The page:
Skiing to South Pole
Reena Kaushal Dharmshaktu, the first Indian woman to reach South Pole, recounts her historic feat. Seema Sharma reports from Dehradun

A group of seven feisty women from different parts of the world skied relentlessly for 38 days in the vast, icy wilderness of Antarctica
A group of seven feisty women from different parts of the world skied relentlessly for 38 days in the vast, icy wilderness of Antarctica

Towing their 70-kg sledges to cover 900 km in the vast, icy wilderness of Antarctica while facing hostile blizzards, winds blowing at 140 km/per hour, in a temperature hovering at minus 40C, a group of seven feisty women from different parts of the world skied relentlessly for 38 days.

Among these extraordinary women, who participated in the South Pole Kaspersky Commonwealth Antarctic Expedition to mark the 60th anniversary of the founding of Commonwealth, Reena Kaushal Dharmshaktu was the only Indian woman, who took the Tricolour to South Pole. The group had reached South Pole on December 29 last year.

Thirtyeight-year-old Reena, a freelance instructor based in New Delhi, with National Outdoor Leadership Schools (NOLS) having headquarters in the US, has become an`A0icon for the youth and women all over the country.

Both Reena and her husband Loveraj Singh Dharmshaktu created individual milestones last year. Loveraj, a mountaineer and an officer with the Border Security Force, scaled Mount Everest for the third time in May, while Reena created history by making it to South Pole in December in the same year.

Reminiscing about her remarkable feat, Reena says that she never contemplated achieving such great heights while growing up in the mountains of Darjeeling. Though she did not know about her future career at that point of time, but she was sure it would entail vigorous travelling around the mountains.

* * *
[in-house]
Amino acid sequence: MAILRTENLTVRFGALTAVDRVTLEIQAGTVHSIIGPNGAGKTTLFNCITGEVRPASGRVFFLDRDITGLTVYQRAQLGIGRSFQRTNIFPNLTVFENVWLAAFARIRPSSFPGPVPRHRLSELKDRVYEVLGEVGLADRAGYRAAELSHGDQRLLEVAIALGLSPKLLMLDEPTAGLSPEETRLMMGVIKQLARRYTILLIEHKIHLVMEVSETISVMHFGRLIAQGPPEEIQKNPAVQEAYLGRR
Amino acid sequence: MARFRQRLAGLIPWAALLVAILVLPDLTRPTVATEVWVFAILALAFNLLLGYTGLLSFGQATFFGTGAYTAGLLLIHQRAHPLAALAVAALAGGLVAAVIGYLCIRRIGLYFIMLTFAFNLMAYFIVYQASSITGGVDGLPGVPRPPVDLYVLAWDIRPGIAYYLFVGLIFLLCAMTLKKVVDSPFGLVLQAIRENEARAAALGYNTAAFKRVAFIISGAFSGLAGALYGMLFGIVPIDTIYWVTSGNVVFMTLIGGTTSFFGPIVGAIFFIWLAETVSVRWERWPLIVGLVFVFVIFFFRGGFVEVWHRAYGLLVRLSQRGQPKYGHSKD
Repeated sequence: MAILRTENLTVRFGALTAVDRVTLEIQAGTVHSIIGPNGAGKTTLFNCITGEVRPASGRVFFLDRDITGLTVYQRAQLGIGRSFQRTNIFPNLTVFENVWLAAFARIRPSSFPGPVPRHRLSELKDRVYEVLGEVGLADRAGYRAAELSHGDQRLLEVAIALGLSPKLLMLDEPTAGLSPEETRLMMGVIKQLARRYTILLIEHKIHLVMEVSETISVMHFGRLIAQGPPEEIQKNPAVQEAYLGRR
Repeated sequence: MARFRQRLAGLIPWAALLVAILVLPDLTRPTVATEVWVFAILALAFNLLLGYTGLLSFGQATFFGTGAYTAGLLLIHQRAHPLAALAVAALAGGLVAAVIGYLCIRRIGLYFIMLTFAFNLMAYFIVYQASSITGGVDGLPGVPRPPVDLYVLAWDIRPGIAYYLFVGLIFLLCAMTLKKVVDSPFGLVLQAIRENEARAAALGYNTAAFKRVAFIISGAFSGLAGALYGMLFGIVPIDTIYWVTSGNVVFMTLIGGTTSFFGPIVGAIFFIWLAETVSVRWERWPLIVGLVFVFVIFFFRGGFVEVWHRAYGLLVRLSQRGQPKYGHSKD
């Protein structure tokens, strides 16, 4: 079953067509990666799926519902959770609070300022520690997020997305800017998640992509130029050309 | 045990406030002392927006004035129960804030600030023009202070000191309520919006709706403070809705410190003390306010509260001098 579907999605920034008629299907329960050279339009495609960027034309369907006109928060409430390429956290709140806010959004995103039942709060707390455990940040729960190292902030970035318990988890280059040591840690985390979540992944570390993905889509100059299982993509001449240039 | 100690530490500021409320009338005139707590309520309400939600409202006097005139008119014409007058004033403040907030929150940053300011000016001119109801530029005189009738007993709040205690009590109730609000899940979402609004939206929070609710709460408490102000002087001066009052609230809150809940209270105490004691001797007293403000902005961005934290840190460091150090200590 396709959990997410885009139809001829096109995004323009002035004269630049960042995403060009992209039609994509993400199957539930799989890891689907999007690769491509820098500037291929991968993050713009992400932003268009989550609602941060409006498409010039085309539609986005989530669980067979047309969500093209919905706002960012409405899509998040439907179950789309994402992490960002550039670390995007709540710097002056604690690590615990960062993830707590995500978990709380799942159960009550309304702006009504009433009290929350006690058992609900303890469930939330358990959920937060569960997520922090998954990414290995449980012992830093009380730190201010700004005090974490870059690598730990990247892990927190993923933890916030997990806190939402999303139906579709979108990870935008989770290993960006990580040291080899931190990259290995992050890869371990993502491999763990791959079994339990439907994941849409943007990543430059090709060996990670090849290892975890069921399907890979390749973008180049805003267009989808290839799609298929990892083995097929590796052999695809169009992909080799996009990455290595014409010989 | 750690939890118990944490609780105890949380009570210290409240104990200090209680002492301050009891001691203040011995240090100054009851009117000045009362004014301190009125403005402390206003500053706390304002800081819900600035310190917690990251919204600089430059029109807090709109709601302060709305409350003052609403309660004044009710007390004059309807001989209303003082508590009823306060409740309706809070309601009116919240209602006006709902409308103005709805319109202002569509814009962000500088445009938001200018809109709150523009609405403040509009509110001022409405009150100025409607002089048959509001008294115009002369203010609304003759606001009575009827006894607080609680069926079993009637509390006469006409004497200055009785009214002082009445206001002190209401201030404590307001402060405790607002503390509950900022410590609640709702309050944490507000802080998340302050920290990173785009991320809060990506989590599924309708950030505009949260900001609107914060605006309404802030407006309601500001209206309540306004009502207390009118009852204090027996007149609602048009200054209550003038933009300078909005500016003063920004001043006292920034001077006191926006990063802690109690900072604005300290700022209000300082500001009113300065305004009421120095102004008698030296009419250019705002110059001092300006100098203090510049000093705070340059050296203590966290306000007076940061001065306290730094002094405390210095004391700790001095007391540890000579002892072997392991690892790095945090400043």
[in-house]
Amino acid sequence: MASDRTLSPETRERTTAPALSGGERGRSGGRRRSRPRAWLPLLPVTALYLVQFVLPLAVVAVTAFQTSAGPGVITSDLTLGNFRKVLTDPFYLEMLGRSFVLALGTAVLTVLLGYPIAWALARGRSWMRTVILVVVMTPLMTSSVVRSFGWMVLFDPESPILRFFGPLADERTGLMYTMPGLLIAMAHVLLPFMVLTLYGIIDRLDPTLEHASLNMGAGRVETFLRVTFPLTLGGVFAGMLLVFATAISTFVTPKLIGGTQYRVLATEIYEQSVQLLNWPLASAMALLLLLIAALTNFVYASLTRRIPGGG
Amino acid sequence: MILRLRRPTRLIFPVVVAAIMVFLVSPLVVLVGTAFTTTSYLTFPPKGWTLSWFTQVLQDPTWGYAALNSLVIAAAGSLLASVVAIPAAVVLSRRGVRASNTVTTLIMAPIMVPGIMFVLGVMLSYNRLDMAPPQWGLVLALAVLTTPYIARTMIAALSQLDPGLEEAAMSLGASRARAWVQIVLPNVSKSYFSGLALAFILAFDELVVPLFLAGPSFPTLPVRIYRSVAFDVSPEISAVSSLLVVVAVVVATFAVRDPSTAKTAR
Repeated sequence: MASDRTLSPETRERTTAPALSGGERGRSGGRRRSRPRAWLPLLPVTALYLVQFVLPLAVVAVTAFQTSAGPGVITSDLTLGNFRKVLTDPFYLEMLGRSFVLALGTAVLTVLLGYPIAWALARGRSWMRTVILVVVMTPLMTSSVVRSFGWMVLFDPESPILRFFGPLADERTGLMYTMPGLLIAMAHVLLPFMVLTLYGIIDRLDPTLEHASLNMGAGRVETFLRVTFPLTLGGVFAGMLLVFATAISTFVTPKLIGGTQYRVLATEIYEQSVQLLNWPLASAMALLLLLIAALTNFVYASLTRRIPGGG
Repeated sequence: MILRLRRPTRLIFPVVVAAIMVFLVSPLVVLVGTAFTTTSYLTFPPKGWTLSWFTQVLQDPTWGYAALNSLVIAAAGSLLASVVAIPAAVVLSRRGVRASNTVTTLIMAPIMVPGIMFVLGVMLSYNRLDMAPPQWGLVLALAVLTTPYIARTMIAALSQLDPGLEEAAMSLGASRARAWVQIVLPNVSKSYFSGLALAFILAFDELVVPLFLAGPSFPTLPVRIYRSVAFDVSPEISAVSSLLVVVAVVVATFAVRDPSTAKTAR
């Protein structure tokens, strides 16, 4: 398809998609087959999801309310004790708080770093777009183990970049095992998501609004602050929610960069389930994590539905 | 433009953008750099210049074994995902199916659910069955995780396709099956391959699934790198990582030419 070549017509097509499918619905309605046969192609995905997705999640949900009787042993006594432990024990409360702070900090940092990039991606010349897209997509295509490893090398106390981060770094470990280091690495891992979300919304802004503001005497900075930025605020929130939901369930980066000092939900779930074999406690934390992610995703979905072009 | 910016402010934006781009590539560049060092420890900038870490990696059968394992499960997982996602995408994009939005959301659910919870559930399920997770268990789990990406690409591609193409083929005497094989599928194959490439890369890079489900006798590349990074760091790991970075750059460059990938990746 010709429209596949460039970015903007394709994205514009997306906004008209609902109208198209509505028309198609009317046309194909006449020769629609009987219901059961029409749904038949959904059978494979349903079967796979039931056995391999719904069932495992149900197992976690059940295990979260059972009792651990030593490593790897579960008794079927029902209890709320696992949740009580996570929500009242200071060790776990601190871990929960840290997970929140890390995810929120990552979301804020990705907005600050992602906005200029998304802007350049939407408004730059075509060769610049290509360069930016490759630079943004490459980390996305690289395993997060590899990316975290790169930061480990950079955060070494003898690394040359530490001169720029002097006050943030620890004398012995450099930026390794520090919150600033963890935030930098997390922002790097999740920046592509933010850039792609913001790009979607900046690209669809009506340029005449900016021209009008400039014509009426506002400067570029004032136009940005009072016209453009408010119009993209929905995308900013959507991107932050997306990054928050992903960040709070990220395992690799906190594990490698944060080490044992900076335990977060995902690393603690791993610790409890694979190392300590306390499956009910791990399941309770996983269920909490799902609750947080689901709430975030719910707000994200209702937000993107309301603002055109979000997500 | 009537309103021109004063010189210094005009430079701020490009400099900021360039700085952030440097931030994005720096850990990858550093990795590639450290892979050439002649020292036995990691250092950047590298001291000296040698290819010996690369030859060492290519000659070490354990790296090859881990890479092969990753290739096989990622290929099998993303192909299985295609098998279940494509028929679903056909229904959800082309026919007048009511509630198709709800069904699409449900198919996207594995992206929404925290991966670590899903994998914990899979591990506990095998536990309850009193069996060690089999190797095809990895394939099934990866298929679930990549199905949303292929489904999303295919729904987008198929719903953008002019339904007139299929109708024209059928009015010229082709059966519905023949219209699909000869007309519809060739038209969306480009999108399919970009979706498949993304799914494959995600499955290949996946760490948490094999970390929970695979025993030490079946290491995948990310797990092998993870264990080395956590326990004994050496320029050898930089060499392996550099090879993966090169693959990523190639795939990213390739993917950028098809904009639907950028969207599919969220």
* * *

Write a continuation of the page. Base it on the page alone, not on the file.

After graduation, she did various odd jobs, but was soon disenchanted. A course in basic and advance training in the Himalayan Mountaineering Institute at Darjeeling came as a boon to her. It helped her find a suitable job as an outdoor instructor with the Indian Mountaineering Foundation in Delhi.

Having found something she liked, her talent began unfolding and she started achieving one feat after another. She says, "I would take students and individual groups for trekking and mountaineering`A0deep`A0in the Himalayan ranges. Meanwhile, I would also satiate my own adventurous urges by joining professional groups."

Reena has scaled seven Himalayan peaks, including Nun and Stok Kangri in Ladakh, and other peaks in Garhwal Himalayas. Ladakh Argan-Kangari peak has a special place in her heart as she and three other team members were`A0the first ones ever to reach there.

But destiny had charted her course for bigger things as it was during one of these expeditions; she met her husband Loveraj, a mountaineer, who had conquered Kanchenjunga and Mount Everest by then. Their common interest was one of the reasons behind their marriage in 2004.

Reena, who hails from Uttar Pradesh, is all praise for Loveraj, who belongs to Kumaon. "It is my husband who`A0has always encouraged me to push beyond my boundaries and attain tough goals. Had I not married him, I might not have made it to South Pole," she says.

In 2008, an advertisement in a newspaper`A0for women aspirants, interested in representing India for the commonwealth expedition, aroused her curiosity. She applied for it and, proving her mettle, edged out 116 compatriots. In February 2009, Reena went to Norway for a two-week training in skiing. There were seven other women from Cyprus, Ghana, Singapore, Brunei, New Zealand, Jamaica and the UK.

"After the training, we all left for our countries to pursue the training module there. It was during this period Loveraj climbed Mt Everest for the third time. Hugely motivated by this, I decided that I, too, would not come back from South Pole mid-way unsuccessful," says Reena.

For the second part of the training, Reena went to New Zealand in September for 10 days. In October final preparations for the expedition began. The members were taken to Chile and London to shop for dried food, attire and instruments for the expedition.

The first day started on a foreboding note at the base camp at Patriot Hills, which shook the confidence of the team. Reena remembers, "The team was celebrating at the base camp with champagne without knowing about the impending storm. Within minutes, a turbulent blizzard ripped apart our tents and wetted each article. The whole night we kept assembling tents and drying things. The celebratory mood vanished in a jiffy, and we learnt a lesson about the unpredictability of nature."

Bad luck persisted. Their teammate from Jamaica had to return after just eight days of acclimatisation training at base camp even before the expedition started as she was inflicted with frostbite. Reena remembers with a shudder, "It was heart-wrenching`A0to see her going back after overcoming numerous hurdles. The episode made us wary of our own physical susceptibilities. Every now and then we would examine our fingers and toes." The group of eight was then reduced to seven, which eventually made it to South Pole.